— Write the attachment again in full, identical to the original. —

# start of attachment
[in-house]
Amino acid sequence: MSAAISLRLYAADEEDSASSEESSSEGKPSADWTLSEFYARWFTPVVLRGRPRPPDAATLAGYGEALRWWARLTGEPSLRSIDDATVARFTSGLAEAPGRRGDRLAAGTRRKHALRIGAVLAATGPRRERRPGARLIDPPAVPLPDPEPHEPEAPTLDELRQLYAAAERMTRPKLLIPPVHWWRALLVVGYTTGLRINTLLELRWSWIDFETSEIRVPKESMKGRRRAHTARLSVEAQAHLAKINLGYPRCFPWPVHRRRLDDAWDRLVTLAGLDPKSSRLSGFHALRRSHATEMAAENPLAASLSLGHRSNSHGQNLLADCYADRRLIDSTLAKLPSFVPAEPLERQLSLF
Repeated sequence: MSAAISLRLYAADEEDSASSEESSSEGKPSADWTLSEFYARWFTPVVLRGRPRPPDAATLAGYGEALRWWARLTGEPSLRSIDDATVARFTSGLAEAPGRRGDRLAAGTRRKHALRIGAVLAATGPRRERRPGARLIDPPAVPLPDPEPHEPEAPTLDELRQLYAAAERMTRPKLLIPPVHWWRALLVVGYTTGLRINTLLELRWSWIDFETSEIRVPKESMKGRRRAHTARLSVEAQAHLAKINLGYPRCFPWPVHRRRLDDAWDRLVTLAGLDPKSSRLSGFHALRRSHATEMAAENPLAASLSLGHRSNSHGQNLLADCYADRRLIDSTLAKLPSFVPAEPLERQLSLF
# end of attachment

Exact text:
[in-house]
Amino acid sequence: MSAAISLRLYAADEEDSASSEESSSEGKPSADWTLSEFYARWFTPVVLRGRPRPPDAATLAGYGEALRWWARLTGEPSLRSIDDATVARFTSGLAEAPGRRGDRLAAGTRRKHALRIGAVLAATGPRRERRPGARLIDPPAVPLPDPEPHEPEAPTLDELRQLYAAAERMTRPKLLIPPVHWWRALLVVGYTTGLRINTLLELRWSWIDFETSEIRVPKESMKGRRRAHTARLSVEAQAHLAKINLGYPRCFPWPVHRRRLDDAWDRLVTLAGLDPKSSRLSGFHALRRSHATEMAAENPLAASLSLGHRSNSHGQNLLADCYADRRLIDSTLAKLPSFVPAEPLERQLSLF
Repeated sequence: MSAAISLRLYAADEEDSASSEESSSEGKPSADWTLSEFYARWFTPVVLRGRPRPPDAATLAGYGEALRWWARLTGEPSLRSIDDATVARFTSGLAEAPGRRGDRLAAGTRRKHALRIGAVLAATGPRRERRPGARLIDPPAVPLPDPEPHEPEAPTLDELRQLYAAAERMTRPKLLIPPVHWWRALLVVGYTTGLRINTLLELRWSWIDFETSEIRVPKESMKGRRRAHTARLSVEAQAHLAKINLGYPRCFPWPVHRRRLDDAWDRLVTLAGLDPKSSRLSGFHALRRSHATEMAAENPLAASLSLGHRSNSHGQNLLADCYADRRLIDSTLAKLPSFVPAEPLERQLSLF